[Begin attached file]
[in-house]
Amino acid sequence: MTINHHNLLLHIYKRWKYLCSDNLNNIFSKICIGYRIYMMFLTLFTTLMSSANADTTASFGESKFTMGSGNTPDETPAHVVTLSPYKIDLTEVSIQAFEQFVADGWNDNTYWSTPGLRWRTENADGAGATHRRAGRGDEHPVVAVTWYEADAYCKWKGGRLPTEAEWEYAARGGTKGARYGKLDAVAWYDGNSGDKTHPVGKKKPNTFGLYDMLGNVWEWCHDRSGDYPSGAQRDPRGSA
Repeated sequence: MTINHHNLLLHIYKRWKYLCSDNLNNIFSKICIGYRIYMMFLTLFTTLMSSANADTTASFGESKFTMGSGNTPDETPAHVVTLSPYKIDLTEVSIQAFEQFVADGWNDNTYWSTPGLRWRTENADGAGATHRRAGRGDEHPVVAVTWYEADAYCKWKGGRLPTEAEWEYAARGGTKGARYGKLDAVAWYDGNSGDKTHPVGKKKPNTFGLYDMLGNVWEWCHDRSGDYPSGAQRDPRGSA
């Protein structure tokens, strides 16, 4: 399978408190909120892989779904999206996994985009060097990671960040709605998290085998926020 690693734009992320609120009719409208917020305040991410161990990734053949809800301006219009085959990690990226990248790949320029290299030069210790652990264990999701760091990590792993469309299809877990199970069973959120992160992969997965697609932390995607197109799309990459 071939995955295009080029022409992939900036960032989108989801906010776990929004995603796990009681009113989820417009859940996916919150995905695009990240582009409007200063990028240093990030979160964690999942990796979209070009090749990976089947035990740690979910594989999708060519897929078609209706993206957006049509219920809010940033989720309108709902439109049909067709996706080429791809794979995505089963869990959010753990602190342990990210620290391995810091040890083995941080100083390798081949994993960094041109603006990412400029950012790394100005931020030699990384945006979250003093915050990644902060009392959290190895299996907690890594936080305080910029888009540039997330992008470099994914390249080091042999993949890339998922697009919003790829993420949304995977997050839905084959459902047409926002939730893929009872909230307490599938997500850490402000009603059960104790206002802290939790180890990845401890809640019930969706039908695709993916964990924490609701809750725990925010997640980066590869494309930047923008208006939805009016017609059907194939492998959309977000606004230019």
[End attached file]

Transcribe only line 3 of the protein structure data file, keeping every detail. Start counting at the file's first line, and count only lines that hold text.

Repeated sequence: MTINHHNLLLHIYKRWKYLCSDNLNNIFSKICIGYRIYMMFLTLFTTLMSSANADTTASFGESKFTMGSGNTPDETPAHVVTLSPYKIDLTEVSIQAFEQFVADGWNDNTYWSTPGLRWRTENADGAGATHRRAGRGDEHPVVAVTWYEADAYCKWKGGRLPTEAEWEYAARGGTKGARYGKLDAVAWYDGNSGDKTHPVGKKKPNTFGLYDMLGNVWEWCHDRSGDYPSGAQRDPRGSA